Objective: Advance care planning (ACP) discussions are emphasized as a valuable way of improving communication about end-of-life care. Yet we have very little knowledge of what goes on during actual ACP discussions. The aim of our study was to explore how the sensitive topics of end-of-life decisions are addressed in concrete ACP discussions, with special focus on doctor-patient interactions.
Method: Following a discourse-analysis approach, the study uses the concept of doctor and patient "voices" to analyze 10 directly observed and audiotaped ACP discussions among patients, relatives, and a physician, carried out in connection with a pilot study conducted in Denmark.
Results: Previous studies of directly observed patient-physician discussions about end-of-life care show largely ineffective communication, where end-of-life issues are toned down by healthcare professionals, who also tend to dominate the discussions. In contrast, the observed ACP discussions in our study were successful in terms of addressing such sensitive issues as resuscitation and life-prolonging treatment. Our analysis shows that patients and relatives were encouraged to take the stage, to reflect, and to make informed choices. Patients actively explored different topics and asked questions about their current situation, but some also challenged the concept of ACP, especially the thought of being able to take control of end-of-life issues in advance.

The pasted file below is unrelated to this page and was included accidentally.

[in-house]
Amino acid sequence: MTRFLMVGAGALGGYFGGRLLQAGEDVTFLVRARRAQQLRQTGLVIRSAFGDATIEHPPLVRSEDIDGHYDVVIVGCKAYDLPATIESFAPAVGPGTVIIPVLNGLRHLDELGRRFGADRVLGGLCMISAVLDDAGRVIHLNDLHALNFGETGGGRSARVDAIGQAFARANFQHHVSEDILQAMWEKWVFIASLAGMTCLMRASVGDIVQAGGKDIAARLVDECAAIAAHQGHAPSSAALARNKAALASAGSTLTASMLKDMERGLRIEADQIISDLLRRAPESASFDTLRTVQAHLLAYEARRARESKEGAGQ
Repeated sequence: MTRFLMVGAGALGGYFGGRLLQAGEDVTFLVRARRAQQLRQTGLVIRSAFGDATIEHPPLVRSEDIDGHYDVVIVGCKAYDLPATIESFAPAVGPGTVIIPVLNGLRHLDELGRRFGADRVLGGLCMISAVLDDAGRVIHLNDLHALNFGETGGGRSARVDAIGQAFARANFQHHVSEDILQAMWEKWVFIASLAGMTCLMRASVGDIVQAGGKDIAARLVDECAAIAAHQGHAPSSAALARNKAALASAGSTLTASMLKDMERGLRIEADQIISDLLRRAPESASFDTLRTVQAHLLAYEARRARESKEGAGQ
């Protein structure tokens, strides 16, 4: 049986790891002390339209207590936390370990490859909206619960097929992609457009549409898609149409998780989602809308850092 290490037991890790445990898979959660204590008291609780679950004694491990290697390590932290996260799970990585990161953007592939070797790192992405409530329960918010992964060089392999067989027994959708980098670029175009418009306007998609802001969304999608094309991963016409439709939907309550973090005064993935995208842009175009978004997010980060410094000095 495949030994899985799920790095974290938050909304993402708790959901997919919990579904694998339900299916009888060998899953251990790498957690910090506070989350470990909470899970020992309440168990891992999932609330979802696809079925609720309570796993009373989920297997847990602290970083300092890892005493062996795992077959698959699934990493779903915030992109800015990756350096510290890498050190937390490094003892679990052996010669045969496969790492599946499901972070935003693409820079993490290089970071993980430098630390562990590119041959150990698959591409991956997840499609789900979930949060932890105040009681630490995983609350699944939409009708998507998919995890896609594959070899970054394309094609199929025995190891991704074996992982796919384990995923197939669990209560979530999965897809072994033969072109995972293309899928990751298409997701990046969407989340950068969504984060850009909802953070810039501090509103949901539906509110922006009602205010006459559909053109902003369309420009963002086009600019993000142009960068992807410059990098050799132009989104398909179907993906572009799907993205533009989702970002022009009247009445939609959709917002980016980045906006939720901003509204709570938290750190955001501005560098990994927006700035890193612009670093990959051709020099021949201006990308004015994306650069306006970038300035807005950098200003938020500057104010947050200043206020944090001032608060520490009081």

Significance of results: Our analysis indicates that during discussions about sensitive end-of-life issues the healthcare professional will be able to pose and explore sensitive ACP questions in a straightforward manner, if the voices that express empathy and seek to empower the patient in different ways are emphasized.
Keywords: Advance care planning (ACP); Communication; Discourse analysis; Future care; Palliative care.